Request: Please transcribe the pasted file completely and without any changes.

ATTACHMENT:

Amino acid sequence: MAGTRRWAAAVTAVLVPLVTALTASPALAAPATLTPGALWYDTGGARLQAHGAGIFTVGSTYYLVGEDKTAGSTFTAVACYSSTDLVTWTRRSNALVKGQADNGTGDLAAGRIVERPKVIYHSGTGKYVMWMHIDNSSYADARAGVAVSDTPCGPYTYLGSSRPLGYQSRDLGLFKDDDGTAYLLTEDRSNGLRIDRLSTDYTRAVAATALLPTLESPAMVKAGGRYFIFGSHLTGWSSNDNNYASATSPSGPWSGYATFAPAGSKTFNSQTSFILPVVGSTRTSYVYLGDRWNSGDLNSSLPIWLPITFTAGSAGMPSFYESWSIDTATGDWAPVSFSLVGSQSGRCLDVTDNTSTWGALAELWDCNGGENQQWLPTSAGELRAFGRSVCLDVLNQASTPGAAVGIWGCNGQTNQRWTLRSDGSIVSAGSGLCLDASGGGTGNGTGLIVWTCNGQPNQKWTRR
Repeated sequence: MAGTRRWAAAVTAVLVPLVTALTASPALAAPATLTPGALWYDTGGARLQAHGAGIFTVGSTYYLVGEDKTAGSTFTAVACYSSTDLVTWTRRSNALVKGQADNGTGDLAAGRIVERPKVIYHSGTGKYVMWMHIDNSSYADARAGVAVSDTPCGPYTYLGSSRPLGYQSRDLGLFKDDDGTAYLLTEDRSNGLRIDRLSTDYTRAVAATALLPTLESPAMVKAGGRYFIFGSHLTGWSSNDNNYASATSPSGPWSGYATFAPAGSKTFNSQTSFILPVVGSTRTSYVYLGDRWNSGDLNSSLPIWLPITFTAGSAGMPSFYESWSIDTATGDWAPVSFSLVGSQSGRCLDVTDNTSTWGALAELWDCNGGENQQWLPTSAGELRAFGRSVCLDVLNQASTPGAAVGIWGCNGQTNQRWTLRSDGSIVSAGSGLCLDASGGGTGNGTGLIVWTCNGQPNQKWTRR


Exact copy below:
Amino acid sequence: MAGTRRWAAAVTAVLVPLVTALTASPALAAPATLTPGALWYDTGGARLQAHGAGIFTVGSTYYLVGEDKTAGSTFTAVACYSSTDLVTWTRRSNALVKGQADNGTGDLAAGRIVERPKVIYHSGTGKYVMWMHIDNSSYADARAGVAVSDTPCGPYTYLGSSRPLGYQSRDLGLFKDDDGTAYLLTEDRSNGLRIDRLSTDYTRAVAATALLPTLESPAMVKAGGRYFIFGSHLTGWSSNDNNYASATSPSGPWSGYATFAPAGSKTFNSQTSFILPVVGSTRTSYVYLGDRWNSGDLNSSLPIWLPITFTAGSAGMPSFYESWSIDTATGDWAPVSFSLVGSQSGRCLDVTDNTSTWGALAELWDCNGGENQQWLPTSAGELRAFGRSVCLDVLNQASTPGAAVGIWGCNGQTNQRWTLRSDGSIVSAGSGLCLDASGGGTGNGTGLIVWTCNGQPNQKWTRR
Repeated sequence: MAGTRRWAAAVTAVLVPLVTALTASPALAAPATLTPGALWYDTGGARLQAHGAGIFTVGSTYYLVGEDKTAGSTFTAVACYSSTDLVTWTRRSNALVKGQADNGTGDLAAGRIVERPKVIYHSGTGKYVMWMHIDNSSYADARAGVAVSDTPCGPYTYLGSSRPLGYQSRDLGLFKDDDGTAYLLTEDRSNGLRIDRLSTDYTRAVAATALLPTLESPAMVKAGGRYFIFGSHLTGWSSNDNNYASATSPSGPWSGYATFAPAGSKTFNSQTSFILPVVGSTRTSYVYLGDRWNSGDLNSSLPIWLPITFTAGSAGMPSFYESWSIDTATGDWAPVSFSLVGSQSGRCLDVTDNTSTWGALAELWDCNGGENQQWLPTSAGELRAFGRSVCLDVLNQASTPGAAVGIWGCNGQTNQRWTLRSDGSIVSAGSGLCLDASGGGTGNGTGLIVWTCNGQPNQKWTRR